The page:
• Researchers recover the cranium of a wooly rhinoceros from the cave of La Rexidora in Ribadesella

    December 23, 2014

    Professor Diego Álvarez Lao has conducted the labor of recovery and consolidation of the piece, one of the best-maintained belonging to this species in the Iberian Peninsula

    Illustration of a wooly rhinoceros. Photo: Diego Álvarez Lao

    Researchers from the University of Oviedo have recovered a large portion of the cranium of a wooly rhinoceros (Coelodonta Antiquitatis) during the excavations that are currently taking place at the Cave of La Rexidora in Cuerres (Ribadesella). This is the most complete cranium of this species ever found in Asturias and one of the best-maintained ones in the Iberian Peninsula. Wooly rhinoceros lived in the Principality around 30,000 years ago and it disappeared from Europe and Asia around 12,000 years ago.

    Diego Álvarez Lao, researcher from the Department of Geology of the University of Oviedo, has conducted the labor of excavation and consolidation of the piece discovered during last summer at La Rexidora. "The excavation and the extraction of the cranium demanded the utmost care, since the condition in which it had been found made it fragile and it was partially included inside a thick stalagmatic layer, which made it harder to extract," explains Álvarez Lao.

    The cranium of La Rexidora is unique since it has kept the two upper jawbones with almost all of their teeth, the palate and the base of the cranium. The discovery of cranial remains of this species int he Iberian Peninsula, with very few exceptions, are always restricted to isolated dental pieces. The two milk teeth still found in the cranium allowed researchers to determine that the rhinoceros was young, between 4 and 5 years of age, when it died.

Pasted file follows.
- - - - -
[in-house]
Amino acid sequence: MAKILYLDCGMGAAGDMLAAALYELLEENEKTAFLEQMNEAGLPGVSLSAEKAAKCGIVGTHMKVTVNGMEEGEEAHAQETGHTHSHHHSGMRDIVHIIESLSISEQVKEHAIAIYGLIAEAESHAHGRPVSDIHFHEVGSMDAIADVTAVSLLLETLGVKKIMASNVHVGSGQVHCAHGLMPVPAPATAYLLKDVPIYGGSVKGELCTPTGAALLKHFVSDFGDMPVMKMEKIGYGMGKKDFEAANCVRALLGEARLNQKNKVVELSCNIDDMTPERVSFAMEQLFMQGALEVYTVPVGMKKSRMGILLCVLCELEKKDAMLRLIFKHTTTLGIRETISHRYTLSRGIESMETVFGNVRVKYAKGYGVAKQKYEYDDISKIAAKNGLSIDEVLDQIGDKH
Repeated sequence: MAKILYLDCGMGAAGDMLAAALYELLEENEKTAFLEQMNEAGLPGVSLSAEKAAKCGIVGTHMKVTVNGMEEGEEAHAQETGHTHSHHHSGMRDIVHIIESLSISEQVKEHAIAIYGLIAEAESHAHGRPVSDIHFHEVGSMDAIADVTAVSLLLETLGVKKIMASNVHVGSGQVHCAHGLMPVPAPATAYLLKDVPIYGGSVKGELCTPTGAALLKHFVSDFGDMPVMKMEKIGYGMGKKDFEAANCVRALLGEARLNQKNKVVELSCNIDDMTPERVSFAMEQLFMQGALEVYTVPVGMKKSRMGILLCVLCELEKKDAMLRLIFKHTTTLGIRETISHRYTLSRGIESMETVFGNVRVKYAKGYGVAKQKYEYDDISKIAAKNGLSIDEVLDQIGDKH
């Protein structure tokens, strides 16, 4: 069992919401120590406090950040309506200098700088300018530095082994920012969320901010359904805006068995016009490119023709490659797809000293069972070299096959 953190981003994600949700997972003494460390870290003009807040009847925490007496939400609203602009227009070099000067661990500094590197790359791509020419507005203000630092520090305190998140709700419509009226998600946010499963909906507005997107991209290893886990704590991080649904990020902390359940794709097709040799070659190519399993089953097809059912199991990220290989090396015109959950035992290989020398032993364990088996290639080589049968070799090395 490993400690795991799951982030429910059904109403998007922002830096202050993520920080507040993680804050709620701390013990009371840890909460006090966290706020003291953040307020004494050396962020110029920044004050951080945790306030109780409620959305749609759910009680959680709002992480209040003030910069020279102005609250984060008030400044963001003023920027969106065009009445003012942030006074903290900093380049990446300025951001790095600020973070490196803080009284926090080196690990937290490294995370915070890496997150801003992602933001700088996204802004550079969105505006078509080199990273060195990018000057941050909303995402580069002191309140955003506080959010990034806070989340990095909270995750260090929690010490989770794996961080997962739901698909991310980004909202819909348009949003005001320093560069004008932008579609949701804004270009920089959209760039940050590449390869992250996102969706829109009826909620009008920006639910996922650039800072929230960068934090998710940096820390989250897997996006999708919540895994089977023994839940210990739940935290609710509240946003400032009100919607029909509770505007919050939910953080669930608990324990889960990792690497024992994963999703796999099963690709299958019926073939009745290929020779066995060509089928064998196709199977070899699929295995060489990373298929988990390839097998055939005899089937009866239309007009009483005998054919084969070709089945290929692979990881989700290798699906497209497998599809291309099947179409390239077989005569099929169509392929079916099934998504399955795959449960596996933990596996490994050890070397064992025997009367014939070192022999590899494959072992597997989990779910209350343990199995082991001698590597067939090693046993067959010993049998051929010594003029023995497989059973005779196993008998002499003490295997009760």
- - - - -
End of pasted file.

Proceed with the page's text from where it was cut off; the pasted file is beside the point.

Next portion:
The discovery of this cranium joins that of a jawbone from an individual of the same species during the first campaign of excavations. These new fossils of wooly rhinoceros therefore constitute highly unique situations that have an enourmous amount of scientific value to understand the makeup of the Iberian popularions of this species during the High Pleistocene.

    The origin of the dig site of La Rexidora is found in natural trap, a chasm in which animals fell by accident. So far, researchers have found remains of steppe bisons, wooly rhinoceros, bucks, reindeers and hyenas. The presence of some of these species indicates that back then Asturias had a very cold and arid climate, and that the landscape would have corresponded to that of a steppe with mostly herb plants and some coniferous trees.

    The rhinoceros would have a similar size to that of the modern African white rhinoceros. This species could grow up to 4 meters in length; 1.85m in height and reach a weight that surpassed the 2 tons. It had a raised bump on the back of its forehead and a dense fur that covered its whole body. It had two horns: a very large, curved and flat one on its nose (of up to 1.3m of length) and another smaller one on its front.

    Individual mummified by freezing found in Siberia have allowed researchers to get to know more details of the anatomy and the appearance of wooly rhinoceros, such as their fur or horns. The representations by Paleolithic artists found in caves such as Rouffignac or Chauvet have also left a record of the presence of these animals. So far, remains of wooly rhinoceros have been found in 27 dig sites in the Iberian Peninsula, 4 of them being in Asturias.